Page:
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‘Reader Beware’: Katherine Dunn at Lewis & Clark

October 24, 2016

Afterword

Katherine Dunn, an award-winning author, poet, and journalist, is best known for her highly praised novel Geek Love, first published in 1989. A National Book Award finalist, Geek Love propelled Dunn to cult-figure status and amassed a remarkable fan base for its odd characters and highly imaginative story of the Binewski family carnival. At the time of publication, a Publishers Weekly reviewer wrote, “This audacious, mesmerizing novel should carry a warning: ‘Reader Beware.’ Those entering the world of [its] carnival freaks… will find no escape from a story at once engrossing and repellent, funny and terrifying, unreal and true to human nature.”

Lewis & Clark College Special Collections and Archives is now pleased to announce the acquisition of the Katherine Dunn Literary Collection and Archive. Dunn, a supporter of Lewis & Clark and Watzek Library, formed important relationships with staff when the college presented the exhibition Exploring Katherine Dunn in Print in 2009. Later, in 2015, Lewis & Clark worked with Dunn to acquire the collection Dunn kept at her Northwest Portland home. Special Collections staff—along with a number of student employees—worked to process, arrange, and catalog the collection. Dunn eagerly aided in the identification of its material and helped provide context and history for many of its unusual ephemera pieces. Unfortunately, before the collection could be made available, Dunn passed away on May 11, 2016, at age 70, from complications of lung cancer.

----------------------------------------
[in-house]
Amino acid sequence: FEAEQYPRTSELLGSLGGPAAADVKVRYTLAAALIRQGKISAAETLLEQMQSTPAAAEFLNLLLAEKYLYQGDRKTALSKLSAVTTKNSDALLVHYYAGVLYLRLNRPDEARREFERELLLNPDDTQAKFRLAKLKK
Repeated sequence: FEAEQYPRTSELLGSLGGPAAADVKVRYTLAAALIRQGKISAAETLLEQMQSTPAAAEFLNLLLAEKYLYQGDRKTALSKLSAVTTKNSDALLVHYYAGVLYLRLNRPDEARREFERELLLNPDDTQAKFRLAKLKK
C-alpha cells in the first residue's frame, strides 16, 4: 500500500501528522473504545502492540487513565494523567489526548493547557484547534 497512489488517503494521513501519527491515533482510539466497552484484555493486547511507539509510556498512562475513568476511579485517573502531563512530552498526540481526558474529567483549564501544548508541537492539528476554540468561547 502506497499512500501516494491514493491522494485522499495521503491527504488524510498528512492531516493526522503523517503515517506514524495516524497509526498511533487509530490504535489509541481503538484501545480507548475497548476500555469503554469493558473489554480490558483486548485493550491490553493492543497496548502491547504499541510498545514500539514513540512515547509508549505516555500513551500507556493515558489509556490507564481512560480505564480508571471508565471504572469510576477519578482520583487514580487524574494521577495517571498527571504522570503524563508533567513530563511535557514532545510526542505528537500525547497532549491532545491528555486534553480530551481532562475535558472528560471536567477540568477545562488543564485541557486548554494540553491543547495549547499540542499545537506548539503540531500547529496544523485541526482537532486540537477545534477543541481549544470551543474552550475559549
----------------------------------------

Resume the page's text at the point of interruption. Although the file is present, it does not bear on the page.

The Dunn collection includes handwritten and typed manuscript versions for all three of her published novels, including Attic (1970), Truck (1971), and Geek Love (1989), which in itself includes a half-dozen different edited versions. Other literary material includes research notes, drafts, and publication copies of her fiction as well as her journalism pieces and essays on topics ranging from popular culture, art, and boxing to celebrities Courtney Love and Joe Frazier.

The collection also includes correspondence with other noted authors, including Ursula Le Guin, Stephen King, Chuck Palahniuk, and Gus Van Sant. Additional and more unusual material in the collection includes fan art and ephemeral material related to the Geek Love frenzy, as well as stage adaptations and screenplays of the novel by others.

For Lewis & Clark, Dunn’s material represents an important addition to its Northwest literary collections, which include the papers of Matterhorn (2009) author Karl Marlantes as well as those of nationally recognized and award-winning poets Paulann Petersen, Vern Rutsala, and William Stafford. As a teaching and research collection, Dunn’s papers present a unique opportunity for those wanting to learn more about Dunn’s work or to study the writing process of a contemporary author through examination of the creator’s primary source material. By compiling the collection, the college hopes others will continue to learn from, enjoy, and explore the world of Katherine Dunn and her writing.

Unveiling the Collection

Lewis & Clark College is honored to be home to the Katherine Dunn Literary Collection and Archive, recognizing both Dunn as an important and influential writer and her novel Geek Love as a landmark text in the pop-culture and literary worlds. Special Collections will open the Dunn collection to all researchers later this fall. An exhibition drawing from material in the collection is planned for spring 2017 in Watzek Library.

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